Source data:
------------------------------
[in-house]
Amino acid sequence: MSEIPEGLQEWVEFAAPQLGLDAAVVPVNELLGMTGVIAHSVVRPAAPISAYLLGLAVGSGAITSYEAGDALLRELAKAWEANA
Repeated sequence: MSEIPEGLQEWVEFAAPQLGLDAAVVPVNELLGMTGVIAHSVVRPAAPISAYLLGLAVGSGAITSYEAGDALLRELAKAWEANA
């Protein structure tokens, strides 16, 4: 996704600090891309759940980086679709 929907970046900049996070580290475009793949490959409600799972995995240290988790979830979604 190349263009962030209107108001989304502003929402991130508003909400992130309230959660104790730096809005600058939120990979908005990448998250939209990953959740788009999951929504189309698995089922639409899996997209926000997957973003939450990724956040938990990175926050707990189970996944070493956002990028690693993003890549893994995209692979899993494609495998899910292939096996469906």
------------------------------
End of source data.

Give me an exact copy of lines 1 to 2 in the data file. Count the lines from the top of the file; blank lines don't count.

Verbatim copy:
[in-house]
Amino acid sequence: MSEIPEGLQEWVEFAAPQLGLDAAVVPVNELLGMTGVIAHSVVRPAAPISAYLLGLAVGSGAITSYEAGDALLRELAKAWEANA